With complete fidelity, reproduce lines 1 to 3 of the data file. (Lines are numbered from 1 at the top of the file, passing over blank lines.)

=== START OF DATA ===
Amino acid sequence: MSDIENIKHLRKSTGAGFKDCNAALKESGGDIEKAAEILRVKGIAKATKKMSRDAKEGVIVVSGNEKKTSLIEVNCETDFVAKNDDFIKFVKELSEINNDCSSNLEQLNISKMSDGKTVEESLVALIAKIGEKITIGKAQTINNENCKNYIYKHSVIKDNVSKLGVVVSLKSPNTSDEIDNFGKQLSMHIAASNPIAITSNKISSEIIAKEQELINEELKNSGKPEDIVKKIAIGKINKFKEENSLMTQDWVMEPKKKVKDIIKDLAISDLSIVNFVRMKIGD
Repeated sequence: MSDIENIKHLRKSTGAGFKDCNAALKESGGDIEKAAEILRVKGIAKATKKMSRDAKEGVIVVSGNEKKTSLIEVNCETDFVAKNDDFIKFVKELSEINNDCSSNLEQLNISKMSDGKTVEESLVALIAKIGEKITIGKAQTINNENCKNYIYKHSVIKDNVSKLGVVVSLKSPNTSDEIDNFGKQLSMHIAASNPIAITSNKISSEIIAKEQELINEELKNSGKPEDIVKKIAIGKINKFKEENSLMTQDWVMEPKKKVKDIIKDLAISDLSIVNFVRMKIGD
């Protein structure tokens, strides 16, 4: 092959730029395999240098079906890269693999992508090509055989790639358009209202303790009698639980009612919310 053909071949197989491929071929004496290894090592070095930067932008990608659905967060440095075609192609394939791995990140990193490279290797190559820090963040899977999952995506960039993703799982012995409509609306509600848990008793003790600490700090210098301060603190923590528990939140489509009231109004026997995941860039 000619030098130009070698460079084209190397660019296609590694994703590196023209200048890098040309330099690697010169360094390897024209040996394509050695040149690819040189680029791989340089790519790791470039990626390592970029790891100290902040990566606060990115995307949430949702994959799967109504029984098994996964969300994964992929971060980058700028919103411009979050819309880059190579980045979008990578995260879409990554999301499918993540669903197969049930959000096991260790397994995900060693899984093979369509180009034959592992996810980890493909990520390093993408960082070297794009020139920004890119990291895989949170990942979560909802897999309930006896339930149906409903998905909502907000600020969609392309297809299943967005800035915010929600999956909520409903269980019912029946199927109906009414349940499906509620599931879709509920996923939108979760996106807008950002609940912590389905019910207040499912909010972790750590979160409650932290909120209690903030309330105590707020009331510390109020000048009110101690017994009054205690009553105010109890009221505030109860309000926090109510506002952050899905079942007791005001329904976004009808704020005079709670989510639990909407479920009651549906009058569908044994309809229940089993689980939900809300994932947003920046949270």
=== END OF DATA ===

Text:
Amino acid sequence: MSDIENIKHLRKSTGAGFKDCNAALKESGGDIEKAAEILRVKGIAKATKKMSRDAKEGVIVVSGNEKKTSLIEVNCETDFVAKNDDFIKFVKELSEINNDCSSNLEQLNISKMSDGKTVEESLVALIAKIGEKITIGKAQTINNENCKNYIYKHSVIKDNVSKLGVVVSLKSPNTSDEIDNFGKQLSMHIAASNPIAITSNKISSEIIAKEQELINEELKNSGKPEDIVKKIAIGKINKFKEENSLMTQDWVMEPKKKVKDIIKDLAISDLSIVNFVRMKIGD
Repeated sequence: MSDIENIKHLRKSTGAGFKDCNAALKESGGDIEKAAEILRVKGIAKATKKMSRDAKEGVIVVSGNEKKTSLIEVNCETDFVAKNDDFIKFVKELSEINNDCSSNLEQLNISKMSDGKTVEESLVALIAKIGEKITIGKAQTINNENCKNYIYKHSVIKDNVSKLGVVVSLKSPNTSDEIDNFGKQLSMHIAASNPIAITSNKISSEIIAKEQELINEELKNSGKPEDIVKKIAIGKINKFKEENSLMTQDWVMEPKKKVKDIIKDLAISDLSIVNFVRMKIGD
């Protein structure tokens, strides 16, 4: 092959730029395999240098079906890269693999992508090509055989790639358009209202303790009698639980009612919310 053909071949197989491929071929004496290894090592070095930067932008990608659905967060440095075609192609394939791995990140990193490279290797190559820090963040899977999952995506960039993703799982012995409509609306509600848990008793003790600490700090210098301060603190923590528990939140489509009231109004026997995941860039 000619030098130009070698460079084209190397660019296609590694994703590196023209200048890098040309330099690697010169360094390897024209040996394509050695040149690819040189680029791989340089790519790791470039990626390592970029790891100290902040990566606060990115995307949430949702994959799967109504029984098994996964969300994964992929971060980058700028919103411009979050819309880059190579980045979008990578995260879409990554999301499918993540669903197969049930959000096991260790397994995900060693899984093979369509180009034959592992996810980890493909990520390093993408960082070297794009020139920004890119990291895989949170990942979560909802897999309930006896339930149906409903998905909502907000600020969609392309297809299943967005800035915010929600999956909520409903269980019912029946199927109906009414349940499906509620599931879709509920996923939108979760996106807008950002609940912590389905019910207040499912909010972790750590979160409650932290909120209690903030309330105590707020009331510390109020000048009110101690017994009054205690009553105010109890009221505030109860309000926090109510506002952050899905079942007791005001329904976004009808704020005079709670989510639990909407479920009651549906009058569908044994309809229940089993689980939900809300994932947003920046949270």